- Corporate ventures will be more inclined to base their investment on the idea or business (rather than in you, specifically). These are venture capital funds backed by the likes of a bank or insurance company. NAB’s venture funding got as high as $100 million in 2018.
- ‘Bootstrapping’ is where SMEs consider using the founder’s own cash and sustaining it through its revenues. There are pluses and minuses with this approach, in that when bootstrapping, you stand to gain a lot more if your company is a success. But you also stand to lose a lot more if things don’t go well. Your business will often require some monetary investments, and in that case, they’ll have to be taken care of by you.
- ICO, or an initial coin offering, is a way to sell cryptocurrency to raise capital for blockchain-related projects. By selling crypto tokens in exchange for Bitcoin, Ether, other cryptocurrencies, it resembles Initial Public Offerings (IPO), except that ICOs are mostly unregulated. Many such coins have had the value fall from underneath them in recent times.
Can I apply for government grant financing?
You can also seek out one of the many available government grants, which typically take one of two forms: either upfront grants requiring applications while competing against other applicants or tax incentives that are available if you meet a specific criterion.
Some key examples of government grants include:
- RESTART: A wage subsidy program to encourage employers to help hire and retain employees over 50 years of age.
- CSIRO Kick-Start: An incentive offering up to $50,000 for local start-ups in the research and testing phase of their new product or service when they partner with the CSIRO.
- Research & development (R&D) tax incentive: A tax offset against R&D expenditure for companies; aiming to encourage innovation.
- Australian Government Entrepreneurs’ Programme: Encouraging new ideas through competition and production, helping businesses grow and compete in new markets.
- New Enterprise Incentive Scheme (NEIS): Encouraging self-employment and providing training in a small business qualification and a mentorship program for job seekers with eligible business ideas to set up and run their business.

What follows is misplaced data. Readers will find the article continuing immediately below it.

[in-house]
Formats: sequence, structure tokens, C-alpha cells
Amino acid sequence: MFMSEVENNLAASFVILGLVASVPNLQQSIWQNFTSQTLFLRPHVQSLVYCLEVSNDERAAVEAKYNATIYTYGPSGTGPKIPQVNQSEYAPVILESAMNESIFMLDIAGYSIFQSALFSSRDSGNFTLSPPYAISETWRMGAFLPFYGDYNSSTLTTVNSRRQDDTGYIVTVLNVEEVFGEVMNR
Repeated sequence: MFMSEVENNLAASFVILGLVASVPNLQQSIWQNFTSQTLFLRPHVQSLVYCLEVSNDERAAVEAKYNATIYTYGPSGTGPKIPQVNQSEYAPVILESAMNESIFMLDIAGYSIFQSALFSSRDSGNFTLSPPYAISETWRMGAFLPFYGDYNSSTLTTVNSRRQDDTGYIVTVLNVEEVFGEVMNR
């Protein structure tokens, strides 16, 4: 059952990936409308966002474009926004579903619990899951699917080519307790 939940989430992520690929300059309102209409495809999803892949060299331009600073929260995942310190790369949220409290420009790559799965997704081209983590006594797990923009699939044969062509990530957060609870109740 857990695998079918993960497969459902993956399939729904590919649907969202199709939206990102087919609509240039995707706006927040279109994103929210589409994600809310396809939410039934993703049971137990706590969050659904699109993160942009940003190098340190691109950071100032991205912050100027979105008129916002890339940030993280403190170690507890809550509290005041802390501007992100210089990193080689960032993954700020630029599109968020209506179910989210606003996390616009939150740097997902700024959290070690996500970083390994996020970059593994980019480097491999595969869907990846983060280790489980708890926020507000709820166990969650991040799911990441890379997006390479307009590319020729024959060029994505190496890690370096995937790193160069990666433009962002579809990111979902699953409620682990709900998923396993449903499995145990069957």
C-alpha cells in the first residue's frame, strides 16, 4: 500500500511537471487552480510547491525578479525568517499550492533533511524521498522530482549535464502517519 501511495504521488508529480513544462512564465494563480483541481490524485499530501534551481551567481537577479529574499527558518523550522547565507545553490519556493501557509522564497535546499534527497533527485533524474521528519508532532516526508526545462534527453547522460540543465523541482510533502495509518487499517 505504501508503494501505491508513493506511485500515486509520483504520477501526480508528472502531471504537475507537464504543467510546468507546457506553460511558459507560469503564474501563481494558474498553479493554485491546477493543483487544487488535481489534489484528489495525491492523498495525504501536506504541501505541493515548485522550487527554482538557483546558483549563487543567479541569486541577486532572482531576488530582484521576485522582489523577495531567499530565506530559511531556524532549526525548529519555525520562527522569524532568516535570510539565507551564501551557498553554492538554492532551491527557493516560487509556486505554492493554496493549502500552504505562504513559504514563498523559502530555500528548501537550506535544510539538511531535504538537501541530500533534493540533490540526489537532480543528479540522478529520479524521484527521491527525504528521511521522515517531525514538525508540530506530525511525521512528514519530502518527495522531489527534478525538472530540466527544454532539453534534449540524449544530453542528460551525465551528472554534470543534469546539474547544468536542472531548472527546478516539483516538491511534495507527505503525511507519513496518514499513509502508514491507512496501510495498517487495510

- Certain Inputs to Manufacture (CIM) Program: Permitting manufacturers to import raw materials and goods without paying import duties.
6. What are the best ways to attract potential investors?
If you’re seeking investor funding as an option, you need to make sure that whoever it is you’re pitching to is the right fit and is likely to invest based on their previous investment decisions.
To make the most of your time and energy (as well as theirs), you’ll want to focus on potential investors who have a track record of having backed businesses like yours. You’ll also need to ensure you’re on the same page as them, as you don’t want to go into business with someone whose values don’t align with yours.
That’s if you have the option of choice. Getting your foot in the door is often a substantial challenge on its own.
Forbes noted seven potential ways to secure investors, which ranged from applying to start-up accelerator programs to using social media and blogging to raise your online profile. Whereas Startup Pro’s Martin Zwilling says “[t]he challenge is to convince investors that your business will attract real customers before you have a revenue stream that exceeds your expenses.”
He feels that since there is no magic indicator in business, all that matters at the end of the day are results. Zwilling concluded that the more evidence you can provide of present or potential customers, the more likely and timely it is that you will be able to obtain the investment you need.
So, research, and ‘best guess’ financial modeling are key.
“Your passion and personal conviction are necessary, but not sufficient, to turn a great idea into a scalable business,” he wrote.